Drinking water with your meals is essential for your digestive tract to work. Drinking water during or after a meal actually aids digestion. Water acts as a natural lubricant for intestinal walls, helping fiber push waste out of your body.

Try taking a sip of water after every bite of food to improve digestion and slow down your eating. I like to keep a pitcher filled with filtered water in the refrigerator so I can put it on the table during meals.

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Garlic is used as a flavoring in cooking in almost every cuisine in the world. It is also often used in herbal medicine.


When I tell people that I am allergic to garlic they seem shocked and often question me. Many people enjoy flavoring their food with garlic and have never heard of a garlic allergy.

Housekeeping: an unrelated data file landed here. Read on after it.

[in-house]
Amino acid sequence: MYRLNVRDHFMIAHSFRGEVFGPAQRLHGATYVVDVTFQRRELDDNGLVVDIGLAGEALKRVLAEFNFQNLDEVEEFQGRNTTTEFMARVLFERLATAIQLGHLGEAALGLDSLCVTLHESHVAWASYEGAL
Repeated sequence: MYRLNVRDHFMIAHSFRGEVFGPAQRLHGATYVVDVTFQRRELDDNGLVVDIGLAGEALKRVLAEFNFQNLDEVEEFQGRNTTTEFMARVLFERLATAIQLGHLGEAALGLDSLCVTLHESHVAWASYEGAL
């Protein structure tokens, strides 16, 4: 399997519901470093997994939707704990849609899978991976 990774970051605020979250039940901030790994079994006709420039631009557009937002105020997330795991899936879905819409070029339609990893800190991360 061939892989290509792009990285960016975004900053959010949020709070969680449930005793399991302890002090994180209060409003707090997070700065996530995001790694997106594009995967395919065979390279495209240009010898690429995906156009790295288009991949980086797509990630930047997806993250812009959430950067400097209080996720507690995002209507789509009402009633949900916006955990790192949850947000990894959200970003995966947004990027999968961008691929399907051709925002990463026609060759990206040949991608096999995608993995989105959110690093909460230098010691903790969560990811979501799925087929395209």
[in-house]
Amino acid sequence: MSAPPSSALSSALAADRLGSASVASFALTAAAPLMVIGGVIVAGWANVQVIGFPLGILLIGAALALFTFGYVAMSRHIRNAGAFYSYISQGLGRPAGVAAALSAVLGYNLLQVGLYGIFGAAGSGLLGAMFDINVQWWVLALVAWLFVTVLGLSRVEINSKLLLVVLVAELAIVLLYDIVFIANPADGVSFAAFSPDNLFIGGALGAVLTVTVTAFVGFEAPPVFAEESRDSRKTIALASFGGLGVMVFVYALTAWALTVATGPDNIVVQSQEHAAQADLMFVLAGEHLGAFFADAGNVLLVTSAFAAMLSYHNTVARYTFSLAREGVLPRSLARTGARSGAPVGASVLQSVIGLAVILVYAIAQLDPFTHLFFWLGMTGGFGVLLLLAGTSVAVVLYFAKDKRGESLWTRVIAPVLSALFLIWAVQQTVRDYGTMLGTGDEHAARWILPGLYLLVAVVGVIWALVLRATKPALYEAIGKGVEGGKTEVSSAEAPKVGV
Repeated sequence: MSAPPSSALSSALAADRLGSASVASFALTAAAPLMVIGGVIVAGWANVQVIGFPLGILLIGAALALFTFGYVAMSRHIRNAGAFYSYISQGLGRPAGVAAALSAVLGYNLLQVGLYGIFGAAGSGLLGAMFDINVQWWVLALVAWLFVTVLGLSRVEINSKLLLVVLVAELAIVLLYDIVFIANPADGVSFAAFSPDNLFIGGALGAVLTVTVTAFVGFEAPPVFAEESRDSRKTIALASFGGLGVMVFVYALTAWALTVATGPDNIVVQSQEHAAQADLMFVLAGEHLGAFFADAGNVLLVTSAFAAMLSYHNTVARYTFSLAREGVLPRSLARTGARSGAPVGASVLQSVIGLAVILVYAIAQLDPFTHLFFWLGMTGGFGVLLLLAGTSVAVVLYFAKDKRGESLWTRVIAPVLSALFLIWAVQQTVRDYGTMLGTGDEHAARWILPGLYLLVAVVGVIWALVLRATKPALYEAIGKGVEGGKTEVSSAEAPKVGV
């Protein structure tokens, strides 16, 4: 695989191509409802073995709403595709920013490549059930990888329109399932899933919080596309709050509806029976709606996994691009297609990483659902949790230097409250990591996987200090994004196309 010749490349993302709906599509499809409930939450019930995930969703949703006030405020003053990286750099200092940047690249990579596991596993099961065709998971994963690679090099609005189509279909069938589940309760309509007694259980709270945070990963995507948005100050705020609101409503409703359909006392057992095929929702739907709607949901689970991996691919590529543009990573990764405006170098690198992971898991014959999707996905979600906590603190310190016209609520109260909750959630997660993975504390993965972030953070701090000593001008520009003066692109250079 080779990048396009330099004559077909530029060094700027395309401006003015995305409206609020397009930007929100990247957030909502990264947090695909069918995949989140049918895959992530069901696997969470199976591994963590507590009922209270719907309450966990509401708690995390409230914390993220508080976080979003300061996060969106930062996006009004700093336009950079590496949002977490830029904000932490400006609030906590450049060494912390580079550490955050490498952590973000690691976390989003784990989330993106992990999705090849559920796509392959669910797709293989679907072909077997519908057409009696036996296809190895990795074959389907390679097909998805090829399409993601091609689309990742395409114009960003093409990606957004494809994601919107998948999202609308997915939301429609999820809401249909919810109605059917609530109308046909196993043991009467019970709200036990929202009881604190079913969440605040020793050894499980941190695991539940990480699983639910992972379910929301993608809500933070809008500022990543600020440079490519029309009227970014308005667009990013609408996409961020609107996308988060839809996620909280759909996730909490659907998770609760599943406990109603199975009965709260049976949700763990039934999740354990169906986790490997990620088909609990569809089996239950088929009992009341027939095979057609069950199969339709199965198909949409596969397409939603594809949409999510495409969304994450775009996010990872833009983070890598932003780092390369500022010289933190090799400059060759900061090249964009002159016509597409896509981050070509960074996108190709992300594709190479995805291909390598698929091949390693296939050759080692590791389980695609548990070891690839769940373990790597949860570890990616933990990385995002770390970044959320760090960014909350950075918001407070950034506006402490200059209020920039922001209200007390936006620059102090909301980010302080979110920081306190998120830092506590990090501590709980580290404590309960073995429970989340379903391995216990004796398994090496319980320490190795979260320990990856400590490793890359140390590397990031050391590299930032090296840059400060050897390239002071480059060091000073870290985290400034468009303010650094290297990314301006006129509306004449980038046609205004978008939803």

I discovered my garlic allergy about 20 years ago when dining out in in Italian restaurants. Any time I ate something with garlic I experienced severe stomach cramps and gas. I first thought that the symptoms were caused from ingesting gluten. But I still had these symptoms when eating a salad with gluten-free salad dressing that contained garlic or from eating vegetables sautéed in garlic.


The reality is that there are a number of people that need to avoid garlic because of the allergic reactions they experience. It is estimated that 1 in 1500 Americans are allergic to garlic. People with Irritable bowel syndrome (IBS) as well as those who are allergic to allium need to leave garlic out of recipes.


Common symptoms include:


*        Diarrhea or constipation

*        Stomach cramps

*        Bloating

*        Nausea

*        Gas

I*       itching of the skin


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Vitamin D is the only vitamin that can be made by the human body from sun exposure. It plays a very important role in health. Your body must have vitamin D to absorb calcium and promote bone growth. Vitamin D helps with modulation of cell growth, neuromuscular and immune function, and reduction of inflammation.